Thom Gunn World Literature Analysis

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Thom Gunn once described himself as a “derivative poet. I learn what I can from whom I can.” He tried out a number of poetic styles and was influenced by a number of poetic traditions. As a result, his poetry encompassed a very wide range of subjects, and the poems reflected the influence of many important figures in modern poetry. The influence of Yvor Winters led Gunn to read, write about, and to some extent imitate such Renaissance poets as Ben Jonson and Fulke Greville. By the middle of his career, however, he began to read and be influenced by such different poets as Ezra Pound, William Carlos Williams, and Gary Snyder. The essays he wrote on these poets and the changes in his style clearly show his change in affiliation.

Gunn’s poetic style is unusual in its clarity of diction. His use of classical models and references, especially in the early poems, is clearly a reason for his exactness in choosing words. The influence of Winters may be another factor in Gunn’s unusually clear poems. Winters stressed the poetry of statement, and Gunn seems to have adopted that mode in his poetry.

Nearly all of Gunn’s early poetry was written in traditional meters and very often in traditional stanzaic forms. The meter of most of his early poems is the most traditional of all meters in English, iambic pentameter. A few poems are written in iambic tetrameter and even fewer in iambic trimeter, but Gunn tended to stick to pentameter, which he polished and refined. Gunn also consistently used rhyme in his poems, especially alternating rhyme, and occasionally, as in “Moly,” he used the heroic couplet.

Gunn was impressed by T. S. Eliot’s dictum that a poet does not express his personality but escapes from it. As a result, many of his poems have invented speakers, such as the warrior from the Trojan War in “The Wound” or the motorcycle riders in The Sense of Movement. It is only in The Man with Night Sweats that he speaks in his own voice.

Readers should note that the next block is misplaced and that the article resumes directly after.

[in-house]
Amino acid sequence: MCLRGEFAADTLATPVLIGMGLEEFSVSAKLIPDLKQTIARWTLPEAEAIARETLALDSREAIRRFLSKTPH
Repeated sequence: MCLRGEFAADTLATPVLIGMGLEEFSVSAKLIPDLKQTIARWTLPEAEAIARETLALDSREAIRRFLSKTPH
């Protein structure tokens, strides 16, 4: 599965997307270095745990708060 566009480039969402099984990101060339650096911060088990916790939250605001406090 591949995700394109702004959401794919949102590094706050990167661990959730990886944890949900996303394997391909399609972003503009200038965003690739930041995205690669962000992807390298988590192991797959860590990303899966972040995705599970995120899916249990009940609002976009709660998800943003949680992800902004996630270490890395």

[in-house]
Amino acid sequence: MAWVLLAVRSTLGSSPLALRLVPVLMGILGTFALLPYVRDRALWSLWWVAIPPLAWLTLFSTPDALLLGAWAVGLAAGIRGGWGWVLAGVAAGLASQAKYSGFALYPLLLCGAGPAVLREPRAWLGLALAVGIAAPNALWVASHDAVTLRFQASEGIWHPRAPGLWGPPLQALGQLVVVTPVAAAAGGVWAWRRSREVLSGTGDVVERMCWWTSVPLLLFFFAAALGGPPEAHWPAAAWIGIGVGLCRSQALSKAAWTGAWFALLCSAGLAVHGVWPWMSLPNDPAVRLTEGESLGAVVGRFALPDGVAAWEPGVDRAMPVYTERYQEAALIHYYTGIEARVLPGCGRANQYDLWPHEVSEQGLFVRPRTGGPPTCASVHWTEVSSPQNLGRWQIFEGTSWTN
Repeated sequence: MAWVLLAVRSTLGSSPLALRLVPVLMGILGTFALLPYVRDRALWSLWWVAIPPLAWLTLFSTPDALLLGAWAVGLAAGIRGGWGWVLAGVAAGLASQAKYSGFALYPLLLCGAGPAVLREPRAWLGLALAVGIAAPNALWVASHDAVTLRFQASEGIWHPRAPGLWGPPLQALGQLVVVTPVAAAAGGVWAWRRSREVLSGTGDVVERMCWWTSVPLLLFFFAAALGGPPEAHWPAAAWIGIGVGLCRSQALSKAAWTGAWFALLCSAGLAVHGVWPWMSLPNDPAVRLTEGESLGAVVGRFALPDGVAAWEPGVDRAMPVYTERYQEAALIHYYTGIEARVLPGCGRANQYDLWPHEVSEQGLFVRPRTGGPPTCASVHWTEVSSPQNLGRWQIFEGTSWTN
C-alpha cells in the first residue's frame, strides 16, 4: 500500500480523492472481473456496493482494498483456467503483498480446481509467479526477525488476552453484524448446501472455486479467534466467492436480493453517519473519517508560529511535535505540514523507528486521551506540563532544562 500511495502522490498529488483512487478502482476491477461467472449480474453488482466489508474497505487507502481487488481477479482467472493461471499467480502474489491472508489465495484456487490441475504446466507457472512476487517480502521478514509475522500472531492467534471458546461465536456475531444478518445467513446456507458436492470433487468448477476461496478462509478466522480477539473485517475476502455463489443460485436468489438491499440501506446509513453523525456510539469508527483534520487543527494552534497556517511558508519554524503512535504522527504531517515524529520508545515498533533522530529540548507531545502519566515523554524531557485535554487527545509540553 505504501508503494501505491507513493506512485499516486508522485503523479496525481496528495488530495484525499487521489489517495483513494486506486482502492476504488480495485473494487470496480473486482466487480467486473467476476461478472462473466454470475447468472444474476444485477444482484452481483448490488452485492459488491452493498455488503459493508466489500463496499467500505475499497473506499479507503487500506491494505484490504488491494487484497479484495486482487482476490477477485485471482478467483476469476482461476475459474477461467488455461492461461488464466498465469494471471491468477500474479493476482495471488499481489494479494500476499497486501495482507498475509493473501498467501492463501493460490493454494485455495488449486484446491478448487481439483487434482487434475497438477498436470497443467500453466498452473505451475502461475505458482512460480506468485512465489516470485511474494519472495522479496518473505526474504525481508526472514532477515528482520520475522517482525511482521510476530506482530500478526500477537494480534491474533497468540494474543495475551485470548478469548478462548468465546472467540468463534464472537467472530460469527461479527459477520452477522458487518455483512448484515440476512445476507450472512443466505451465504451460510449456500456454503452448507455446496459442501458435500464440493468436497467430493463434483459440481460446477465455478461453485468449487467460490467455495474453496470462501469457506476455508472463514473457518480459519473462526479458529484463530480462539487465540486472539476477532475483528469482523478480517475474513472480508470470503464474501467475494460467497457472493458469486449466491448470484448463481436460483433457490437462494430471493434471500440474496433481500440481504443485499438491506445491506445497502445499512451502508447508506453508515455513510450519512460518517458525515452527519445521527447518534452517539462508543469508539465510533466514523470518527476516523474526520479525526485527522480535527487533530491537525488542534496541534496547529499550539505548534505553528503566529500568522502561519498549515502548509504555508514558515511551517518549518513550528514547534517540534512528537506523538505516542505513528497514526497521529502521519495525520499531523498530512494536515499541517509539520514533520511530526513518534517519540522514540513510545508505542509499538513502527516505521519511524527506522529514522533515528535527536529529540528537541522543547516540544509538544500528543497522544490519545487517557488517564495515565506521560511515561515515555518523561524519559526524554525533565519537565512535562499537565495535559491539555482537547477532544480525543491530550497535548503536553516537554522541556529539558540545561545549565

The themes of Gunn’s poems are various, but in the early poems the major focus is on the will. This theme can be seen in the warrior of “The Wound” and the soldier of “Incident upon a Journey,” who has “no regrets” about his violent actions. The exercise of the will can be seen as a mode of life in “On the Move” and “Innocence.” In “On the Move” the motorcyclists “dare a future” by their movement. Whether there is any meaning in their actions is not dealt with; it is the keeping in motion, a metaphor for the will, that matters. In “Innocence” the soldier has made himself or been made into an “instrument.” Military allusions and metaphors are common in Gunn’s poetry, even in a love poem, such as “The Beach Head,” where the stages of seduction are described as an invasion. Another love poem, “Carnal Knowledge,” portrays the act of love as one of shared deception rather than union. It is interesting that Gunn wrote few poems on the two eternal subjects of English poetry, nature and love. He was a traditional poet, but he avoided nearly all the traditional subjects of poetry.

Along with will and its accompanying violence, Gunn focused on choice. He read the works of Jean-Paul Sartre while he was a student, and many of the French philosopher’s ideas can be found in Gunn’s poetry. “Vox Humana” is a good example of his writing on the theme of choice. The speaker in this poem feels urged on by some...

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force within him to choose what will become the pattern of his life. Without choice, life and existence remain a “blur,” but with choice comes a fixed design that is often destructive.

The focus on will and action led Gunn to write poems about such unlikely figures as Elvis Presley and Claus von Stauffenberg. Presley turns “revolt into style.” Whether he merely adopts a pose or not does not matter; he becomes an icon who leads others to liberation. Presley is similar to one of the motorcycle riders of The Sense of Movement, but von Stauffenberg is a more conventional heroic personage. He was the leader of the plot to kill Hitler and died in great pain for that act. He is “honor personified,” although he exists in a time when “honor cannot grow.”

Another interesting theme in Gunn’s poetry is the city. He celebrated the city with sexual metaphors and wrote few poems dealing with nature. The city solicits the speakers in his poems and holds them in an embrace. In “The Map of the City,” he describes the city above all as a place of “chances” and “endless potentiality”; it is a place where liberation is possible.